Deborah Moore agrees, noting how difficult it is to validate data views and downloads in the streaming age.

“It’s true of all the various unions. They all have such different contracts and they don’t negotiate together, or use their collective strength when it comes to collection of residuals. Like, right now, the streaming revenue is such an important part of where we’re all going and, unfortunately, no one’s really reporting what that revenue is. It’s very difficult to get any kind of analytical data… Netflix, Amazon, they don’t share any of that stuff.”

Apple TV

In short, but worth reading about at length, there is more television/streaming now than ever, but with shorter seasons and writers getting paid per episode, the added content and new revenue for studios is actually producing less money for a lot of writers. Deborah Moore notes:

“Now with longform narratives, shorter series, so much television - so much brilliant television - that’s being created for the likes of Netflix, Hulu, and Amazon. It’s changed the whole landscape. It used to be that you’d do 22 episodes in a series, now you have eight episode series or something like that. Writers contracts are typically by episode and not by how long they’re working… TV writers are having a very, very difficult time.”

While writers are getting the worst end of the deal, this is an issue that affects everyone in the film industry. For Deborah Moore, the lack of transparency with streaming services is concerning.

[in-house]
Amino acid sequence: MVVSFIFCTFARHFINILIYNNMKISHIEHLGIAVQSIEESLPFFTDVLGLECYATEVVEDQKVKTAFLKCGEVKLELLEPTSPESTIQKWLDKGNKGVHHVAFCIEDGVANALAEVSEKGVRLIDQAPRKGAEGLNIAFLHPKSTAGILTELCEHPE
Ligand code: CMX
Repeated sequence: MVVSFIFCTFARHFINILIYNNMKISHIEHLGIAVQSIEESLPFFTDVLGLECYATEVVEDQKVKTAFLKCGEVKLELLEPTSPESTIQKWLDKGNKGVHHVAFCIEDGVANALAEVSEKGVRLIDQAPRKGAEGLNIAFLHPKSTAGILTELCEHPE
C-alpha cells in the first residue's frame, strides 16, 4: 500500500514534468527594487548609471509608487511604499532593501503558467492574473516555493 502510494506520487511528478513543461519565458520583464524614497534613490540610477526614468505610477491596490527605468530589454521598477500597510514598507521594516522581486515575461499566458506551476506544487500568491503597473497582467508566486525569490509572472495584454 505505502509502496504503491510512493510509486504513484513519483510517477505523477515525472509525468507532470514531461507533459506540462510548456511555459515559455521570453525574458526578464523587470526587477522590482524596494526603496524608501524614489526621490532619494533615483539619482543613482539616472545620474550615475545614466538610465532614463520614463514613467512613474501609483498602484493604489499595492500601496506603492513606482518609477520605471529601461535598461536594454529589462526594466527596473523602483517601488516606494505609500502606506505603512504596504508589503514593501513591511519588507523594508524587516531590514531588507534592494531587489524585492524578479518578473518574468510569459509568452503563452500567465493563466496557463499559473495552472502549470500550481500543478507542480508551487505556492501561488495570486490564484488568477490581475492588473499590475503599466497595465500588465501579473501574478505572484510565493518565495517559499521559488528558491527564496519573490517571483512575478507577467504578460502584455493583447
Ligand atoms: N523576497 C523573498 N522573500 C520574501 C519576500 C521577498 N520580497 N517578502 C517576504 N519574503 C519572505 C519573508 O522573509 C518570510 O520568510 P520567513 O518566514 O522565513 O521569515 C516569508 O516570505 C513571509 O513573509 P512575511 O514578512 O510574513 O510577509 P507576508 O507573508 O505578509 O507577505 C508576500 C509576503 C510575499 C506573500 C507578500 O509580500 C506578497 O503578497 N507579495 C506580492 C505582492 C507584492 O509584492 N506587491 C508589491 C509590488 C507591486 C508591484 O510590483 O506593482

“I have a couple of movies that are on Netflix, some that you can access on iTunes or whatever. I have no idea how many iTunes downloads there have been on those movies at all, and there’s no way of auditing or validating.”

Richard Dubin sees the inflexibility of contracts as the main culprit of the current (possible) strike.

“We’ve got to figure out how to make these deals flexible and verifiable in terms of what is going on at any given point. Anticipate that everything is changing literally as you’re making the deal... It has to be as unconventional as the sharing economy is. It needs to be set up to share in ways that are equitable.”

Dubin’s perspective poses an interesting question. It’s easy to see how early Hollywood would be unprepared for technological innovation and new sources of income, but now that movies have been around for well over a century, shouldn’t studio contracts be prepared for disruptive technologies and practices?

It’s not as if the studios want a writers strike. There are millions of dollars at stake for both sides. If industry changes exclude writers, if contracts remain inflexible to changing times, it sets a dangerous precedent for the way money is distributed for everyone else. Writers strikes are, and always has been, a first line of defense for those who work in the film industry, setting the tone for the future. Plus, if you’re going to create change in Hollywood, it’s only appropriate to start with the scripts. Deborah Moore concludes:

“A script is the currency of Hollywood. Without that, you really have nothing. Good writers are hard to come by.”

The clock is ticking and the stakes are high. Let’s hope, for all of our sakes, that the writers are successful.

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Brent L Zaffino

I am a filmmaker out of Atlanta, Georgia currently working as a freelance director and videographer for music videos, short films, and corporate videos.